It looks pretty, but if you start out overweight with any joint pain, it is going to be hell on you. I used to play field sports and was an avid cyclist, so I have stamina, but this is dreadful.

    Bottom Line: No, I would not recommend this to a friend


  • Thanks for nothing

    • By Michael B.,
    • Houston, TX,
    • Oct 15, 2018
    • Verified Reviewer
    Overall Experience:

    My MAX Trainer M5 stopped working. It is out of warranty, but wasn’t used all that much. I was told by the customer service rep that it was the keypad. So I ordered a replacement. That it would quit working, with little use, is an obvious indication of poor workmanship, design, parts, or a combination. Instructions were simple with regard to disassembly, except there is no easy way to disconnect the “plug” connection. I am concerned about breaking it, and called to ask if there was a secret to disconnect it. Customer service is closed.

    My biggest regret is that on the answered survey regarding my initial call, I gave them a good score, because at the time I thought the rep was knowledgeable and helpful. I would like to revoke that endorsement, both for the representative and for the company. I am revoking it for the rep for not telling what I was in for, and I am revoking it from nautilus for designing this piece of trash, and not having someone available to answer questions at 3 pm Central Standard Time. Thanks for nothing.

    Bottom Line: No, I would not recommend this to a friend


  • Amazing

    • By Joe E.,
    • Georgetown, KY,
    • Aug 23, 2018
    • Verified Reviewer
    Overall Experience:

    I am 60 years old, 280 lbs, I'm out of shape. I sit a lot because I drive a truck. Not much physical activity. And as time goes by, my activity level is declining. So, I'm trying and lose some weight and get in shape. I saw the commercial for the Max Trainer and thought it looked like something I could do.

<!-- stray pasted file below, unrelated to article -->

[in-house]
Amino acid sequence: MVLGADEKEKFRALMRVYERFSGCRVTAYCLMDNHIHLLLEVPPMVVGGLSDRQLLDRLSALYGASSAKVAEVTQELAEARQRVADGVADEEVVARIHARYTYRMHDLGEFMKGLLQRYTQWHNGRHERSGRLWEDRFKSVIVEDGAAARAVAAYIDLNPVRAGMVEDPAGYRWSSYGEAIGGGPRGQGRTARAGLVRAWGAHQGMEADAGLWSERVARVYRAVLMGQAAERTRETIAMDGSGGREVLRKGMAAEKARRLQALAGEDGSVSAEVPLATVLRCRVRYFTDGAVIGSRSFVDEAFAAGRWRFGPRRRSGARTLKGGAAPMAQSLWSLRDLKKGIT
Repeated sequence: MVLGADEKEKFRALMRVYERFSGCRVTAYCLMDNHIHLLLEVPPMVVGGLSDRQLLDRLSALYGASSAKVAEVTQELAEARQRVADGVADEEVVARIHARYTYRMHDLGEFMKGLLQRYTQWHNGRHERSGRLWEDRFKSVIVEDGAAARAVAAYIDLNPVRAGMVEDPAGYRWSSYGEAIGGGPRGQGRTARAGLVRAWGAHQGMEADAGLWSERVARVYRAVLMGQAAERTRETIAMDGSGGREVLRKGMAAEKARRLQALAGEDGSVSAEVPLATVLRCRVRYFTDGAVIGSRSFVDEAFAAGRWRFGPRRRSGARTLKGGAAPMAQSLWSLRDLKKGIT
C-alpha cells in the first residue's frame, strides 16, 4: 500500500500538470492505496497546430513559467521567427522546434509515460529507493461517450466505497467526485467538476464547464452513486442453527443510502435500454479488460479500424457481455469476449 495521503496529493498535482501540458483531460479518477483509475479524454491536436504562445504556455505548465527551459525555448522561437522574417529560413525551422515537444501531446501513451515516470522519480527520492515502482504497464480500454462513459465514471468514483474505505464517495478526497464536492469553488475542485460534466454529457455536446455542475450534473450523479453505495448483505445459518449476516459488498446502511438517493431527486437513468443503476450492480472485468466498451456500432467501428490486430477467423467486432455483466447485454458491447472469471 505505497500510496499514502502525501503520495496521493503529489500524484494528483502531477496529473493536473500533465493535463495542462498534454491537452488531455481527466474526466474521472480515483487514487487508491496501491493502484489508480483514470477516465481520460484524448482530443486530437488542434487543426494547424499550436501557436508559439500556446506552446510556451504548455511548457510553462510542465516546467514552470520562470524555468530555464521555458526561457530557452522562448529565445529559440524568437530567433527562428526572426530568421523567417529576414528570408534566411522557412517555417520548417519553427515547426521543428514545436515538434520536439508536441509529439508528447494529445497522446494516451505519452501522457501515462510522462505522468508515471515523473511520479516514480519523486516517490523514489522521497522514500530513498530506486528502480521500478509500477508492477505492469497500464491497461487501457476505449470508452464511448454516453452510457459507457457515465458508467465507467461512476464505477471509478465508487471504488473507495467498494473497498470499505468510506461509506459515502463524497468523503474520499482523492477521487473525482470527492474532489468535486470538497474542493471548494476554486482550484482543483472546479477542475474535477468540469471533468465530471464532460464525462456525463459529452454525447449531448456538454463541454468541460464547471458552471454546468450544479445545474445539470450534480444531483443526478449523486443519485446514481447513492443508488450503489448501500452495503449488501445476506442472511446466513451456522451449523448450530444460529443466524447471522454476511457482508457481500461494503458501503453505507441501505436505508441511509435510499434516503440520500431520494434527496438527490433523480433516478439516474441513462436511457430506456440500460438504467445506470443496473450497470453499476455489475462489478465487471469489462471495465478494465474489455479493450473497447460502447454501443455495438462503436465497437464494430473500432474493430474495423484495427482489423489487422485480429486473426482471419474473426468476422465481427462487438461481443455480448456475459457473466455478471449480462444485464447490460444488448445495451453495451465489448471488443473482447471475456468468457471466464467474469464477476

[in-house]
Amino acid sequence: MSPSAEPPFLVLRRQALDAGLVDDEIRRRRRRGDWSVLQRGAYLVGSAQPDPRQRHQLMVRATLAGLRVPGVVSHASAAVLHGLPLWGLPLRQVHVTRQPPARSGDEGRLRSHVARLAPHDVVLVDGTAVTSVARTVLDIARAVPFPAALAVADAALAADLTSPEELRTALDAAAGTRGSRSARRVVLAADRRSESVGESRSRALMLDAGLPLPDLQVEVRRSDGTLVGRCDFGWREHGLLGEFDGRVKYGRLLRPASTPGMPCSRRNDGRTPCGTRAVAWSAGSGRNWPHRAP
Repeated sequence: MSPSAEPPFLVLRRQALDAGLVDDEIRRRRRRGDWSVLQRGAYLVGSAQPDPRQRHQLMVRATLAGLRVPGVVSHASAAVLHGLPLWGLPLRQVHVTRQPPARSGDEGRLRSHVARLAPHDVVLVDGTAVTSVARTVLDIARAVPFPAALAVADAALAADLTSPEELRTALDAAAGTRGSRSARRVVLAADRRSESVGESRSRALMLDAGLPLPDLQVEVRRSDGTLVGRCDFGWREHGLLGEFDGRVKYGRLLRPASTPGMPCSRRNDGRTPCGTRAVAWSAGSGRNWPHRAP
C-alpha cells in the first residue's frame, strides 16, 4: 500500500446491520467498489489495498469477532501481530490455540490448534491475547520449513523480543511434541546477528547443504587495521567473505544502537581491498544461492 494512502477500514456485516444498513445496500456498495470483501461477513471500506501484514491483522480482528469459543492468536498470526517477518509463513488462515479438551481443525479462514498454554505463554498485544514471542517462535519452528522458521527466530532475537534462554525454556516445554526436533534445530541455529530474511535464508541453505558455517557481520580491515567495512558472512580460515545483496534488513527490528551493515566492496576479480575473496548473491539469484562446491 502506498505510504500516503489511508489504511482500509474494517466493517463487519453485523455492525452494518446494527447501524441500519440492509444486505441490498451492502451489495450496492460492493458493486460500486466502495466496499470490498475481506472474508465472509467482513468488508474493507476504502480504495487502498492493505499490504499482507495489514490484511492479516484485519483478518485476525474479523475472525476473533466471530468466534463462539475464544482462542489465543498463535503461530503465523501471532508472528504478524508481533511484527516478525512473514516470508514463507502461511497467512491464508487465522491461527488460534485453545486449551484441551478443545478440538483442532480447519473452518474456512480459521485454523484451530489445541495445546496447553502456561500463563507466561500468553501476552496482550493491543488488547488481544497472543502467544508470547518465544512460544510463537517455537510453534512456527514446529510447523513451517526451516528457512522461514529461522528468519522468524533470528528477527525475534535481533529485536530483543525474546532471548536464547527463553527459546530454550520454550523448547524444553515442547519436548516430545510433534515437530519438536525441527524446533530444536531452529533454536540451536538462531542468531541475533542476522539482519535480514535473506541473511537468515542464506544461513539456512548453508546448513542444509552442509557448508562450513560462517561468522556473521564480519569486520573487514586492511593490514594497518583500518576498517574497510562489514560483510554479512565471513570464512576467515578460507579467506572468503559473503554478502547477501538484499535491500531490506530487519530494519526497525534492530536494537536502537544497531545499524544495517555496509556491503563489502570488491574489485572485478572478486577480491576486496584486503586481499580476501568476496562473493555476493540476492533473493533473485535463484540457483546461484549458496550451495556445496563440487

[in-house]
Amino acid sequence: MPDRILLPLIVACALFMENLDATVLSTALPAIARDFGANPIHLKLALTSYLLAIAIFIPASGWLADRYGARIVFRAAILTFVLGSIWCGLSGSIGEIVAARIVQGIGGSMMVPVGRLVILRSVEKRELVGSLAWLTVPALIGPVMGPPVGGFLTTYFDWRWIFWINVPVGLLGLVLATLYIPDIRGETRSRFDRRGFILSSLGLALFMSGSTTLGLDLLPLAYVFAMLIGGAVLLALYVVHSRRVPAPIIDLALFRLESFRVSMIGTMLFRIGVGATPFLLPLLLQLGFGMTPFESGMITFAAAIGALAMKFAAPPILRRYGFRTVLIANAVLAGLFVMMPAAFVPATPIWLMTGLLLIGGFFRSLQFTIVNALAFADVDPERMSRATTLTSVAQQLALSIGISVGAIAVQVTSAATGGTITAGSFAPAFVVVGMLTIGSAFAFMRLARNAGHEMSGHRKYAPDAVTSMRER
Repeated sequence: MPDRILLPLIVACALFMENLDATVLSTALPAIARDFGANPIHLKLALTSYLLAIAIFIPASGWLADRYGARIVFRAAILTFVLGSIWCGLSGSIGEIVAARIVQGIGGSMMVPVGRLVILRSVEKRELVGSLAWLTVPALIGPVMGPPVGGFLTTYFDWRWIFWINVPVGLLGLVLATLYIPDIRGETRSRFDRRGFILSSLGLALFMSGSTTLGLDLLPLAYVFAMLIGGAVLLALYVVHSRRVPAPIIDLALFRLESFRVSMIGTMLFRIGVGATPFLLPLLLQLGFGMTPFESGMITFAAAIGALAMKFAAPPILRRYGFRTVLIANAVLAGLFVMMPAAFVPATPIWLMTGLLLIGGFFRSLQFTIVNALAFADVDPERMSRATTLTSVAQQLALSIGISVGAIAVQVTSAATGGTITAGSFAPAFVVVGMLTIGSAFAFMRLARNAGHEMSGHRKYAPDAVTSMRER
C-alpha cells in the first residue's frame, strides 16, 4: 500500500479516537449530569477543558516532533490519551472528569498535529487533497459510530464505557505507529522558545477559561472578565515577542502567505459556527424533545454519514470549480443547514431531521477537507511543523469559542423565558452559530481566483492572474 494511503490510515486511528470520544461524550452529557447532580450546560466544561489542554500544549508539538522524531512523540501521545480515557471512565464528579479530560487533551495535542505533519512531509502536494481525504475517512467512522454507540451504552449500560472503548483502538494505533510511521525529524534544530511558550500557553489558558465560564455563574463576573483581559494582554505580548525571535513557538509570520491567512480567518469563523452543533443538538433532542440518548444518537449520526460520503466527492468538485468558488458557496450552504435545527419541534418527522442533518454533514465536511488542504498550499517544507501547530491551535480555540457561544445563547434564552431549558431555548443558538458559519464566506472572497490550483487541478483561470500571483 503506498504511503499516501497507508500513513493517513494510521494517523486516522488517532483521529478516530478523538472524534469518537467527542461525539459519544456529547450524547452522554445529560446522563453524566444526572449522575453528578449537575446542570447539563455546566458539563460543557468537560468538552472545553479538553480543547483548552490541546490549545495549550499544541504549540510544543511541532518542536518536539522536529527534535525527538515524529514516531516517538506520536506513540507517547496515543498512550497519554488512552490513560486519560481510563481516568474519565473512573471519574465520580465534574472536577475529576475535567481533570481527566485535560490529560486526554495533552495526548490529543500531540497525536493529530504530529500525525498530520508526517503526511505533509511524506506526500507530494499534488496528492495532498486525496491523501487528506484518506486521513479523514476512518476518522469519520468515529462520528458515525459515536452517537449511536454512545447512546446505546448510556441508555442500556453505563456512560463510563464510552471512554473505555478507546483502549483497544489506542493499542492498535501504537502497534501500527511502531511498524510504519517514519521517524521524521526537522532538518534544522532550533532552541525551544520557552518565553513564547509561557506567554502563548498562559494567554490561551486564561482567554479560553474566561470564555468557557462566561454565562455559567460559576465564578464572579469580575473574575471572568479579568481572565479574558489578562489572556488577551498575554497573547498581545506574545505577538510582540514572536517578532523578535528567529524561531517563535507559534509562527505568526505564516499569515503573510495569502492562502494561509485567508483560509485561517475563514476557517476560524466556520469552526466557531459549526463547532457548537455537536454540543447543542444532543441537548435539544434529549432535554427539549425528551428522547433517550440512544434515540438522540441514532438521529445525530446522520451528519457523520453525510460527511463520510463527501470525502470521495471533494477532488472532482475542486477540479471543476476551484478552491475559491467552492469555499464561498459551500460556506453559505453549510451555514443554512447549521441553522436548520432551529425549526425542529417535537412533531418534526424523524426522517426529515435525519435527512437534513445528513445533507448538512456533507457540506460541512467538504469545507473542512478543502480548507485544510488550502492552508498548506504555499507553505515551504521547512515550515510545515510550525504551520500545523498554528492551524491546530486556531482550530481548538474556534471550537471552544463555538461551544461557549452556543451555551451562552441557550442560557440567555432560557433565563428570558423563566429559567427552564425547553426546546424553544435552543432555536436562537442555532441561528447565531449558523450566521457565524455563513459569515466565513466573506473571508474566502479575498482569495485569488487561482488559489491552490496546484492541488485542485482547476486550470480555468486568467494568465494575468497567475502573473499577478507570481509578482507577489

So I read about it and then called them. They recommended the M5. It arrived in about three or four days. It was easy to put together. The first time on it, I was only able to about one minute. I thought oh crap, I wasted my money because I'm not going to be able to do this. The next time was three minutes. Then five minutes. Then I increased by 15 seconds every day until I got to six minutes. In my third week, I was doing the 14-minute max interval work out. In four weeks, I lost ten pounds.

    So I'm happy with my purchase. I don't have time to go to the gym. People that spend an hour in the gym may not like this machine. I do. It fits my schedule and is exceeding my expectations.

    Bottom Line: Yes, I would recommend this to a friend


  • Challenging cardio

    • By David J.,
    • Boca Raton, FL,
    • Jul 23, 2018
    • Verified Reviewer
    Overall Experience:

    Like others, I found my first uses of the machine quite challenging. I have always been a jogger and used ellipticals and treadmills in between shorter runs outside...5K. I was using different muscles, and it takes a little while to get into the groove. There is a fast learning curve once your muscles adapt, maybe 4-5 workouts over 2 weeks. Then you can work on building your intensity. I keep the resistance handle 1 or 2 clicks away from easiest.

    I am on the M3. The wide pedals allow the lateral core to get some workout and interval training is more challenging on the M3 compared with treadmills because the resistance is more of a challenge. I believe this M3 is a good buy and I have heard some sounds, but I listen to music so I am not bothered.

    Bottom Line: Yes, I would recommend this to a friend